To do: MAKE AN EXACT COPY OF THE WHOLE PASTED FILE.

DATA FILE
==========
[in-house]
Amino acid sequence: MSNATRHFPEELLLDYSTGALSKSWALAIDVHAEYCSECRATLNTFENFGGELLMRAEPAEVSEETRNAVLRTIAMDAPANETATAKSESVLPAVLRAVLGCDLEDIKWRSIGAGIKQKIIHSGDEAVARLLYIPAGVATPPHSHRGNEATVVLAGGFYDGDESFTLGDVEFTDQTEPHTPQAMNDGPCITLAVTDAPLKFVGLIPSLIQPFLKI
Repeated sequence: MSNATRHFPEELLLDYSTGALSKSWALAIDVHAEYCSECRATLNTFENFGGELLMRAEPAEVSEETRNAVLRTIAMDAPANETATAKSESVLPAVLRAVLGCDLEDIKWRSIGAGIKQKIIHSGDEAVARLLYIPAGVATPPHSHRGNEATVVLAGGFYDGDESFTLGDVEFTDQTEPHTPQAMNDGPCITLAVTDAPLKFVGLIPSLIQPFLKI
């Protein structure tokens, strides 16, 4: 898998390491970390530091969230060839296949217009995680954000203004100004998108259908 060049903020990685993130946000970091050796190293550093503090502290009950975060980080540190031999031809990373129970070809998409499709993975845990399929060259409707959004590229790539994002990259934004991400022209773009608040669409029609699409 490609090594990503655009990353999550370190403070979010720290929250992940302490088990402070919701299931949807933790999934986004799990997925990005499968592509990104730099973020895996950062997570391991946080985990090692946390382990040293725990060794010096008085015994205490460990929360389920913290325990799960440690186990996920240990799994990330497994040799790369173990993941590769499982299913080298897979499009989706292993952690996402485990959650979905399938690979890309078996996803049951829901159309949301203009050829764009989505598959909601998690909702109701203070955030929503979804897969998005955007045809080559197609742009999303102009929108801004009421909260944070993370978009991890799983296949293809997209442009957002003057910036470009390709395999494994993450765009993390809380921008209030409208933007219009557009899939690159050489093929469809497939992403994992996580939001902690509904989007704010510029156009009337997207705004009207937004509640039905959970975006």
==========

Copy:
[in-house]
Amino acid sequence: MSNATRHFPEELLLDYSTGALSKSWALAIDVHAEYCSECRATLNTFENFGGELLMRAEPAEVSEETRNAVLRTIAMDAPANETATAKSESVLPAVLRAVLGCDLEDIKWRSIGAGIKQKIIHSGDEAVARLLYIPAGVATPPHSHRGNEATVVLAGGFYDGDESFTLGDVEFTDQTEPHTPQAMNDGPCITLAVTDAPLKFVGLIPSLIQPFLKI
Repeated sequence: MSNATRHFPEELLLDYSTGALSKSWALAIDVHAEYCSECRATLNTFENFGGELLMRAEPAEVSEETRNAVLRTIAMDAPANETATAKSESVLPAVLRAVLGCDLEDIKWRSIGAGIKQKIIHSGDEAVARLLYIPAGVATPPHSHRGNEATVVLAGGFYDGDESFTLGDVEFTDQTEPHTPQAMNDGPCITLAVTDAPLKFVGLIPSLIQPFLKI
């Protein structure tokens, strides 16, 4: 898998390491970390530091969230060839296949217009995680954000203004100004998108259908 060049903020990685993130946000970091050796190293550093503090502290009950975060980080540190031999031809990373129970070809998409499709993975845990399929060259409707959004590229790539994002990259934004991400022209773009608040669409029609699409 490609090594990503655009990353999550370190403070979010720290929250992940302490088990402070919701299931949807933790999934986004799990997925990005499968592509990104730099973020895996950062997570391991946080985990090692946390382990040293725990060794010096008085015994205490460990929360389920913290325990799960440690186990996920240990799994990330497994040799790369173990993941590769499982299913080298897979499009989706292993952690996402485990959650979905399938690979890309078996996803049951829901159309949301203009050829764009989505598959909601998690909702109701203070955030929503979804897969998005955007045809080559197609742009999303102009929108801004009421909260944070993370978009991890799983296949293809997209442009957002003057910036470009390709395999494994993450765009993390809380921008209030409208933007219009557009899939690159050489093929469809497939992403994992996580939001902690509904989007704010510029156009009337997207705004009207937004509640039905959970975006």